Plan a bit of spontaneity

Jul 22 2010 by Andy Hanselman Print This Article

A while ago I visited a client's offices for the first time in about six months. Amanda, the office junior, greeted me with a smile and asked me if my journey from Sheffield had gone smoothly. I was impressed. Not only was she expecting me but she remembered where I was from.

The she asked me if I wanted something to drink.

"It's coffee, black, no sugar, isn't it?" she asked.

Right first time. But how did she know? It turns out that she keeps a little card index system with the details of all the regular (and not-so regular) visitors to her company. Now that's someone who cares about her customers and demonstrates it every day.

I call this 'planned spontaneity', and it's something that every business can build into its day to day activities. Here are 10 simple examples:

I saw this and thought of you: Let customers or contacts know you're thinking about them by sending an email with some useful information, advice or an idea. Simply say 'I saw this and thought of you'. (Do NOT send any marketing material or try to sell them something).

We were expecting you: let your reception team know who's coming today so they can greet people and let them know they were expected.

Get personal: add a "PS" to the end of correspondence that relates to something specific about them.

Cards: I don't just mean birthday cards, although they can work if there's a good relationship there. And I certainly don't mean cards at Christmas with photocopied signatures of people I don't know. But why not something like 'Thank you – you've now been a customer of ours for 12 months / 2 years / 3 years etc.'

Ask for feedback and acknowledge it specifically: I once completed a questionnaire after staying at a hotel and mentioned a particular staff member who had been outstanding.

I got a lovely letter back from the manager thanking me for the feedback and telling me that this member of staff was one of his star players and that he'd be letting her know I'd mentioned her. Specific acknowledgement demonstrated to me that he was listening and that my opinions counted for something.

Give Me Space! Reserve car parking spaces for visitors and put their names on them! Preferably as near the reception door as possible. There's nothing more annoying than a sign that says 'Parking reserved for Directors and senior staff only' (Translation: 'Customer - you're not important!')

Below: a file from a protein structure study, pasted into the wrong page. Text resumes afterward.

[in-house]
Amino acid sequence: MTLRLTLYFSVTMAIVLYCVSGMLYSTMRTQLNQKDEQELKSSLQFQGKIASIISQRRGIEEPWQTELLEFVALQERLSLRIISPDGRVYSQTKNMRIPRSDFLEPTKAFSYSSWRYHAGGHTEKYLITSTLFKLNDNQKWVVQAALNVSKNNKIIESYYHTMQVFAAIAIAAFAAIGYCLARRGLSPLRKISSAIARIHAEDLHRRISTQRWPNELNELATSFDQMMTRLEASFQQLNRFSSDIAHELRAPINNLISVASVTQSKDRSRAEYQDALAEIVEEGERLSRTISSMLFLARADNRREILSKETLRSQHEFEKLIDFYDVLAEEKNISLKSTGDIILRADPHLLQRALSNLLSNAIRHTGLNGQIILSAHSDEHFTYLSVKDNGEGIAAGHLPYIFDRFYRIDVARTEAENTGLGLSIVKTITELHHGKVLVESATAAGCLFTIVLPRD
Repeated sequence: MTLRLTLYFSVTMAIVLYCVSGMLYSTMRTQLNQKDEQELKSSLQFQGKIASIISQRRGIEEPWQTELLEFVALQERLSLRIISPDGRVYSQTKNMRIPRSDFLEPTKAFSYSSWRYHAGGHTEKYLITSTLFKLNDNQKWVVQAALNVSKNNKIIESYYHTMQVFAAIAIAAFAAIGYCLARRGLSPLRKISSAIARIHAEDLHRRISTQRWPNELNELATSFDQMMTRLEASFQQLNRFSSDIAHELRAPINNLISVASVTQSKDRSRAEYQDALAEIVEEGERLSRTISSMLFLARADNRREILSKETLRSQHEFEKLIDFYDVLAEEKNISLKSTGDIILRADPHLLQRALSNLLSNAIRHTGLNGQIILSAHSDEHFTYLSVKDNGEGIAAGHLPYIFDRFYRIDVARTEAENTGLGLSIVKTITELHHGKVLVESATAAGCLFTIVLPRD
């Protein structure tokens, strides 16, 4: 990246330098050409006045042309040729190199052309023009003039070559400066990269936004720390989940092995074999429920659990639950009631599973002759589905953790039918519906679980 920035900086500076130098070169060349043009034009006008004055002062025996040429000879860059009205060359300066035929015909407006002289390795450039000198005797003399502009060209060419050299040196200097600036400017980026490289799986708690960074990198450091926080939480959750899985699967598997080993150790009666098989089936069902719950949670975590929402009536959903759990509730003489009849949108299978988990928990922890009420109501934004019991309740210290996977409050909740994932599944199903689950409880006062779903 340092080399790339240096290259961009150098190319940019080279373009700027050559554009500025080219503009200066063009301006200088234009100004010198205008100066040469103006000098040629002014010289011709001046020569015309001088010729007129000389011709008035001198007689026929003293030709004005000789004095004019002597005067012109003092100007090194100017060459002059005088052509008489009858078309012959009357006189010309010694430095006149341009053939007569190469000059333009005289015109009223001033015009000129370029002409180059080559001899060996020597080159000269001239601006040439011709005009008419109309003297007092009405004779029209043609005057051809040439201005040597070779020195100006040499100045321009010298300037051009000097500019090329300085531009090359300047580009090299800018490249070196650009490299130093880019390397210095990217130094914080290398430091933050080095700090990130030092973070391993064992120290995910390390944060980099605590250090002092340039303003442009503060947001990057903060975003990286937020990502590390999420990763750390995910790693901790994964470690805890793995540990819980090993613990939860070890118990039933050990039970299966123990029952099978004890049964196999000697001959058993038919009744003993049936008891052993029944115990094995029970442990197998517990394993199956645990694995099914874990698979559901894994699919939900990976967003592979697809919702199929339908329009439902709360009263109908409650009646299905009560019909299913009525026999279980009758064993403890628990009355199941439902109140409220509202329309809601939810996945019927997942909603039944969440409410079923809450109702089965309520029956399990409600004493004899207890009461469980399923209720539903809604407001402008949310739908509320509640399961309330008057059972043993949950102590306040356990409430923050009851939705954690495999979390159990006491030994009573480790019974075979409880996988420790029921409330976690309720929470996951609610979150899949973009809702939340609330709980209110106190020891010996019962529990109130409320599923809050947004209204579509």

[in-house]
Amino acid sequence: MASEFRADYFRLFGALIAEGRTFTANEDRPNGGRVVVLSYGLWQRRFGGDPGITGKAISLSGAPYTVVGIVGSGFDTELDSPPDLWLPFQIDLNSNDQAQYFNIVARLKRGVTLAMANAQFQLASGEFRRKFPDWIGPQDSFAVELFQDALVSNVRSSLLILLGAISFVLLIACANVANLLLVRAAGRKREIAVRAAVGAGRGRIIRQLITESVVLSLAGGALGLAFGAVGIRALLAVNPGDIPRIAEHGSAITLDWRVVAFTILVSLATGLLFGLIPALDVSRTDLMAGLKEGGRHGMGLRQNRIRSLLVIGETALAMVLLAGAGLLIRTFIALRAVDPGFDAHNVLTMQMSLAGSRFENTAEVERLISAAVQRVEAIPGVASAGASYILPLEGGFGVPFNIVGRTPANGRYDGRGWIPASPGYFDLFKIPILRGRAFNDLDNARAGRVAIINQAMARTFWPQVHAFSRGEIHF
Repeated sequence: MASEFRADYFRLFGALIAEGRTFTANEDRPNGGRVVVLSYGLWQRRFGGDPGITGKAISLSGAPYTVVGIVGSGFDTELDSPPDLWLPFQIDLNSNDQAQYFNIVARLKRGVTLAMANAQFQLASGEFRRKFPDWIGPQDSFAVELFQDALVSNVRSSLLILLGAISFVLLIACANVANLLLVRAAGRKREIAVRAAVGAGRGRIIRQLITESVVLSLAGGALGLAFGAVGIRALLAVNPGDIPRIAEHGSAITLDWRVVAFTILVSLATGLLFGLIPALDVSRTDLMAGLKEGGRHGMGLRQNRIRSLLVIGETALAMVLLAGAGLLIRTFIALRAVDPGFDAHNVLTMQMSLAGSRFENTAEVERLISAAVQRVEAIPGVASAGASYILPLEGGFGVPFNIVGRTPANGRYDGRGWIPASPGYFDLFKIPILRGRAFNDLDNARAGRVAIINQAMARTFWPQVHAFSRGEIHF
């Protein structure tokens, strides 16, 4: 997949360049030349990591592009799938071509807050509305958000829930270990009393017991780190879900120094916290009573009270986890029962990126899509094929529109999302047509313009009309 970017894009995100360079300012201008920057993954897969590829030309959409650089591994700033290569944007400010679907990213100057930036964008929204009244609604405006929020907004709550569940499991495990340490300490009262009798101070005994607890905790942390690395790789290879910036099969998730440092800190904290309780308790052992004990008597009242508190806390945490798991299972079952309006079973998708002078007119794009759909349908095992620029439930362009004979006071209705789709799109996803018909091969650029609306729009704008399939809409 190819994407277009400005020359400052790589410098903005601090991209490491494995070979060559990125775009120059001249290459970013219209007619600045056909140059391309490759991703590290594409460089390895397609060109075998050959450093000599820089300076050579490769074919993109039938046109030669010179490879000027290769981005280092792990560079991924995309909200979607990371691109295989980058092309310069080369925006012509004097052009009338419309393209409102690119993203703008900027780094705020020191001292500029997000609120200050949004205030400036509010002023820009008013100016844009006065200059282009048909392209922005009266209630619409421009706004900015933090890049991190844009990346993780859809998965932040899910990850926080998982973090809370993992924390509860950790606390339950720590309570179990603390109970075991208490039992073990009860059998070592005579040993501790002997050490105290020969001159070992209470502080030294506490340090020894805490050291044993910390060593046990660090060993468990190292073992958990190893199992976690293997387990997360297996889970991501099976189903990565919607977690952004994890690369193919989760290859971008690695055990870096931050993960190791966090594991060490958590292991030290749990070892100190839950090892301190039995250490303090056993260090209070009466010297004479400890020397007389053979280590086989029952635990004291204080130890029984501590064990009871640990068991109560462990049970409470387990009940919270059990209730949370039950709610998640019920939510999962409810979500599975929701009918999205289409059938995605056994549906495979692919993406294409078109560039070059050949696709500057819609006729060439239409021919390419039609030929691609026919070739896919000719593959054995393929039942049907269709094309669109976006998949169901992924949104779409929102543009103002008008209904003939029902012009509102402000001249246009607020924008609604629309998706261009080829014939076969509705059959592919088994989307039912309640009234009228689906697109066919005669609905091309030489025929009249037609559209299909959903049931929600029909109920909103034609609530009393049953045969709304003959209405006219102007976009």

Ring me back: When you said you would. Give me a specific time for the call back and then do it. It's amazing how impactful that can be!

How are things? : Call me, email me and don't try and sell me something – take an interest in my thoughts and views. This works particularly well after the first purchase.

Thank you for paying on time: Do you have standard letters that your accounts department sends out saying 'According to our records you are 30 days, 60 days, 90 days etc. Overdue'?

How about a 'standard personalised' letter that says 'According to our records, you paid us on time. We really appreciate that – Thank You!' (Hey, even accounts departments can 'demonstrate' they care – this is revolutionary stuff'!)

Do none of these things: But, do something. Ask your people how you can build 'planned spontaneity' into your business. There's a good chance that they'll have some great ideas that you can implement quickly and easily.

Planned spontaneity is not a gimmick, and it's not about covering up for poor products and services. It's a way of enhancing the customer experience, and crucially, it's a great way of engaging your people in helping demonstrate to your customers that you do actually care.

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About The Author

Andy Hanselman
Andy Hanselman

Andy Hanselman helps businesses and their people think in 3D. That means being Dramatically and Demonstrably Different. An expert on business competitiveness, he has spent well over 20 years researching, working with, and learning from, successful fast growth businesses. His latest book, The 7 Characteristics of 3D Businesses, reveals how businesses can get ahead, and stay ahead of their competitors.